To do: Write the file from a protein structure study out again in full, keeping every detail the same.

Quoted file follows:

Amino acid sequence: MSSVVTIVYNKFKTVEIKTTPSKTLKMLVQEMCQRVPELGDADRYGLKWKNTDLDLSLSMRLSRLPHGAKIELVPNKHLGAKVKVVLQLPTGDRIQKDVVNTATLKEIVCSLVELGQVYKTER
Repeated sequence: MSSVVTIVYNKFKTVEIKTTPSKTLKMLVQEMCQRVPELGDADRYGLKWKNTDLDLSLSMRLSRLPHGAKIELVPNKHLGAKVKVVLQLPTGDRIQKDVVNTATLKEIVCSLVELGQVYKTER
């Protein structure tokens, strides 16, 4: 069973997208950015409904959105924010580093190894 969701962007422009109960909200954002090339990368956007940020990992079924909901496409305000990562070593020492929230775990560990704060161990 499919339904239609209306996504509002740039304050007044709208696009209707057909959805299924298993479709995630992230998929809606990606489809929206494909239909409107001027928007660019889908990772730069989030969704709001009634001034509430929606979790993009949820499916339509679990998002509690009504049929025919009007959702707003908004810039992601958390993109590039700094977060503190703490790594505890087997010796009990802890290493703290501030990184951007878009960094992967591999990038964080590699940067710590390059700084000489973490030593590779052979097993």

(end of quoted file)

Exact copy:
Amino acid sequence: MSSVVTIVYNKFKTVEIKTTPSKTLKMLVQEMCQRVPELGDADRYGLKWKNTDLDLSLSMRLSRLPHGAKIELVPNKHLGAKVKVVLQLPTGDRIQKDVVNTATLKEIVCSLVELGQVYKTER
Repeated sequence: MSSVVTIVYNKFKTVEIKTTPSKTLKMLVQEMCQRVPELGDADRYGLKWKNTDLDLSLSMRLSRLPHGAKIELVPNKHLGAKVKVVLQLPTGDRIQKDVVNTATLKEIVCSLVELGQVYKTER
């Protein structure tokens, strides 16, 4: 069973997208950015409904959105924010580093190894 969701962007422009109960909200954002090339990368956007940020990992079924909901496409305000990562070593020492929230775990560990704060161990 499919339904239609209306996504509002740039304050007044709208696009209707057909959805299924298993479709995630992230998929809606990606489809929206494909239909409107001027928007660019889908990772730069989030969704709001009634001034509430929606979790993009949820499916339509679990998002509690009504049929025919009007959702707003908004810039992601958390993109590039700094977060503190703490790594505890087997010796009990802890290493703290501030990184951007878009960094992967591999990038964080590699940067710590390059700084000489973490030593590779052979097993």